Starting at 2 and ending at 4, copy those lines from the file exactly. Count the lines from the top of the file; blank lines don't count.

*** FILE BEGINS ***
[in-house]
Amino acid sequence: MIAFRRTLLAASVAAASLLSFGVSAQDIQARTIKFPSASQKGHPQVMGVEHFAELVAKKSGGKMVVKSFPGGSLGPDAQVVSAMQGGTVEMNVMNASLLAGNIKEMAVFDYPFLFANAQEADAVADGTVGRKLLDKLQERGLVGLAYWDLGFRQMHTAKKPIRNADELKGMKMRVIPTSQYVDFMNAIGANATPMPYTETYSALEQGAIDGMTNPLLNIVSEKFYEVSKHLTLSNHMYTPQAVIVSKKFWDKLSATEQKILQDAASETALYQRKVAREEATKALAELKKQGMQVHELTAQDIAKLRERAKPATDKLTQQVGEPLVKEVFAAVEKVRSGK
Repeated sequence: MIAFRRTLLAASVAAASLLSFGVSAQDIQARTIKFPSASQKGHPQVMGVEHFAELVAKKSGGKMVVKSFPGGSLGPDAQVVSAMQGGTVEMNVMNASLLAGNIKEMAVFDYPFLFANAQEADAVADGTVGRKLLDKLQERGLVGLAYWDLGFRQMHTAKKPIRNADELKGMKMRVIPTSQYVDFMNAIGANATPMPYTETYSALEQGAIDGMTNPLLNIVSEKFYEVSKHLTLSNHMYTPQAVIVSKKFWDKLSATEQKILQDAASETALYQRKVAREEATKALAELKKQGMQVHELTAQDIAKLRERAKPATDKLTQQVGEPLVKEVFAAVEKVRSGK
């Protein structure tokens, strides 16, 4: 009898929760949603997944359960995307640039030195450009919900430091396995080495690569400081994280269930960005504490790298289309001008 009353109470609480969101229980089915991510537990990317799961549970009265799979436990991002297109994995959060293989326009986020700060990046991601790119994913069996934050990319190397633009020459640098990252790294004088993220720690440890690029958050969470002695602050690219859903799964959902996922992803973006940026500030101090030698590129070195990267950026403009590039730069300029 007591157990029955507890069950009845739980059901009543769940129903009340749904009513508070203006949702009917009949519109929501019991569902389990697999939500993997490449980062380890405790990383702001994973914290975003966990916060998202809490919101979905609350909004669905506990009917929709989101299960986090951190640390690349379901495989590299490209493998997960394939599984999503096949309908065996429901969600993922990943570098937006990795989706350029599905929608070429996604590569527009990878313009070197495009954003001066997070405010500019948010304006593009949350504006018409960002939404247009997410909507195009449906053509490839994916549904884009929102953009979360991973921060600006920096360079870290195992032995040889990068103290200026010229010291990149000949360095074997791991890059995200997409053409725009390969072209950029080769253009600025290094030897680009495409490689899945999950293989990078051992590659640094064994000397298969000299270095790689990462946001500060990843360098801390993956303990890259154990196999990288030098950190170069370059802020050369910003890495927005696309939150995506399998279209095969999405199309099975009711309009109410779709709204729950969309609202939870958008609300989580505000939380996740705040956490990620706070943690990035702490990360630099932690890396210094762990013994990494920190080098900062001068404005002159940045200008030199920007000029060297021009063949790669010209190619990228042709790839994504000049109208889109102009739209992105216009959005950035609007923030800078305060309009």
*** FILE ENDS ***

Amino acid sequence: MIAFRRTLLAASVAAASLLSFGVSAQDIQARTIKFPSASQKGHPQVMGVEHFAELVAKKSGGKMVVKSFPGGSLGPDAQVVSAMQGGTVEMNVMNASLLAGNIKEMAVFDYPFLFANAQEADAVADGTVGRKLLDKLQERGLVGLAYWDLGFRQMHTAKKPIRNADELKGMKMRVIPTSQYVDFMNAIGANATPMPYTETYSALEQGAIDGMTNPLLNIVSEKFYEVSKHLTLSNHMYTPQAVIVSKKFWDKLSATEQKILQDAASETALYQRKVAREEATKALAELKKQGMQVHELTAQDIAKLRERAKPATDKLTQQVGEPLVKEVFAAVEKVRSGK
Repeated sequence: MIAFRRTLLAASVAAASLLSFGVSAQDIQARTIKFPSASQKGHPQVMGVEHFAELVAKKSGGKMVVKSFPGGSLGPDAQVVSAMQGGTVEMNVMNASLLAGNIKEMAVFDYPFLFANAQEADAVADGTVGRKLLDKLQERGLVGLAYWDLGFRQMHTAKKPIRNADELKGMKMRVIPTSQYVDFMNAIGANATPMPYTETYSALEQGAIDGMTNPLLNIVSEKFYEVSKHLTLSNHMYTPQAVIVSKKFWDKLSATEQKILQDAASETALYQRKVAREEATKALAELKKQGMQVHELTAQDIAKLRERAKPATDKLTQQVGEPLVKEVFAAVEKVRSGK
């Protein structure tokens, strides 16, 4: 009898929760949603997944359960995307640039030195450009919900430091396995080495690569400081994280269930960005504490790298289309001008 009353109470609480969101229980089915991510537990990317799961549970009265799979436990991002297109994995959060293989326009986020700060990046991601790119994913069996934050990319190397633009020459640098990252790294004088993220720690440890690029958050969470002695602050690219859903799964959902996922992803973006940026500030101090030698590129070195990267950026403009590039730069300029 007591157990029955507890069950009845739980059901009543769940129903009340749904009513508070203006949702009917009949519109929501019991569902389990697999939500993997490449980062380890405790990383702001994973914290975003966990916060998202809490919101979905609350909004669905506990009917929709989101299960986090951190640390690349379901495989590299490209493998997960394939599984999503096949309908065996429901969600993922990943570098937006990795989706350029599905929608070429996604590569527009990878313009070197495009954003001066997070405010500019948010304006593009949350504006018409960002939404247009997410909507195009449906053509490839994916549904884009929102953009979360991973921060600006920096360079870290195992032995040889990068103290200026010229010291990149000949360095074997791991890059995200997409053409725009390969072209950029080769253009600025290094030897680009495409490689899945999950293989990078051992590659640094064994000397298969000299270095790689990462946001500060990843360098801390993956303990890259154990196999990288030098950190170069370059802020050369910003890495927005696309939150995506399998279209095969999405199309099975009711309009109410779709709204729950969309609202939870958008609300989580505000939380996740705040956490990620706070943690990035702490990360630099932690890396210094762990013994990494920190080098900062001068404005002159940045200008030199920007000029060297021009063949790669010209190619990228042709790839994504000049109208889109102009739209992105216009959005950035609007923030800078305060309009």